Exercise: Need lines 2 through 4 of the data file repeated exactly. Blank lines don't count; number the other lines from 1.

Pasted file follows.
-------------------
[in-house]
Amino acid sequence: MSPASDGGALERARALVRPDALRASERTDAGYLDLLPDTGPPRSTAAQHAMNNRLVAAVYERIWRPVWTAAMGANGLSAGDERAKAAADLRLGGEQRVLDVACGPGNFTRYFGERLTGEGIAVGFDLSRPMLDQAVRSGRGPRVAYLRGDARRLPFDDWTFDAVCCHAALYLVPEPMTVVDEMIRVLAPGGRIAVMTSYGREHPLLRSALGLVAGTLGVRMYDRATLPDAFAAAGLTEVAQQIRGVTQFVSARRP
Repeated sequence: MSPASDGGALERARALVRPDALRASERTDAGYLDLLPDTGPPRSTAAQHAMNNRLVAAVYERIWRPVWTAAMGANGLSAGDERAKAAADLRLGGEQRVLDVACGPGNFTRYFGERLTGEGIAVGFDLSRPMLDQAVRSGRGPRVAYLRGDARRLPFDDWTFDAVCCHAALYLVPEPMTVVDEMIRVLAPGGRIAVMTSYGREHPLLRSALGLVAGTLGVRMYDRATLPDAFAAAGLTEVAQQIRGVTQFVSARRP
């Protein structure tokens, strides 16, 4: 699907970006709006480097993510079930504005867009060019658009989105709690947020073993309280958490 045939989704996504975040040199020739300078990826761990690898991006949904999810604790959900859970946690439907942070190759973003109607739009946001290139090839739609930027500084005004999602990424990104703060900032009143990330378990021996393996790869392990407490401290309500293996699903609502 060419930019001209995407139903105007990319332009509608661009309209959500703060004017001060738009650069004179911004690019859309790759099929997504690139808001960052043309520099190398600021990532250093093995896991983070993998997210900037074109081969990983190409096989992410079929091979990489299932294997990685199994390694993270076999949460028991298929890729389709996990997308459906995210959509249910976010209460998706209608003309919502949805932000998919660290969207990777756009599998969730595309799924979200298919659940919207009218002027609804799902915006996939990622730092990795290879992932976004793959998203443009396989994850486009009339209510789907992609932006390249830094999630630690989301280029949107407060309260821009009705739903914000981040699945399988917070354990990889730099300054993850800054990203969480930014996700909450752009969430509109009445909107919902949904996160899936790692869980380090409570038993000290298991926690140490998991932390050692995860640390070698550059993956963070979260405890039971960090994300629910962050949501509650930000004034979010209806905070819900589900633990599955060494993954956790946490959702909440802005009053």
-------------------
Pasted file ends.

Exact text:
Amino acid sequence: MSPASDGGALERARALVRPDALRASERTDAGYLDLLPDTGPPRSTAAQHAMNNRLVAAVYERIWRPVWTAAMGANGLSAGDERAKAAADLRLGGEQRVLDVACGPGNFTRYFGERLTGEGIAVGFDLSRPMLDQAVRSGRGPRVAYLRGDARRLPFDDWTFDAVCCHAALYLVPEPMTVVDEMIRVLAPGGRIAVMTSYGREHPLLRSALGLVAGTLGVRMYDRATLPDAFAAAGLTEVAQQIRGVTQFVSARRP
Repeated sequence: MSPASDGGALERARALVRPDALRASERTDAGYLDLLPDTGPPRSTAAQHAMNNRLVAAVYERIWRPVWTAAMGANGLSAGDERAKAAADLRLGGEQRVLDVACGPGNFTRYFGERLTGEGIAVGFDLSRPMLDQAVRSGRGPRVAYLRGDARRLPFDDWTFDAVCCHAALYLVPEPMTVVDEMIRVLAPGGRIAVMTSYGREHPLLRSALGLVAGTLGVRMYDRATLPDAFAAAGLTEVAQQIRGVTQFVSARRP
């Protein structure tokens, strides 16, 4: 699907970006709006480097993510079930504005867009060019658009989105709690947020073993309280958490 045939989704996504975040040199020739300078990826761990690898991006949904999810604790959900859970946690439907942070190759973003109607739009946001290139090839739609930027500084005004999602990424990104703060900032009143990330378990021996393996790869392990407490401290309500293996699903609502 060419930019001209995407139903105007990319332009509608661009309209959500703060004017001060738009650069004179911004690019859309790759099929997504690139808001960052043309520099190398600021990532250093093995896991983070993998997210900037074109081969990983190409096989992410079929091979990489299932294997990685199994390694993270076999949460028991298929890729389709996990997308459906995210959509249910976010209460998706209608003309919502949805932000998919660290969207990777756009599998969730595309799924979200298919659940919207009218002027609804799902915006996939990622730092990795290879992932976004793959998203443009396989994850486009009339209510789907992609932006390249830094999630630690989301280029949107407060309260821009009705739903914000981040699945399988917070354990990889730099300054993850800054990203969480930014996700909450752009969430509109009445909107919902949904996160899936790692869980380090409570038993000290298991926690140490998991932390050692995860640390070698550059993956963070979260405890039971960090994300629910962050949501509650930000004034979010209806905070819900589900633990599955060494993954956790946490959702909440802005009053």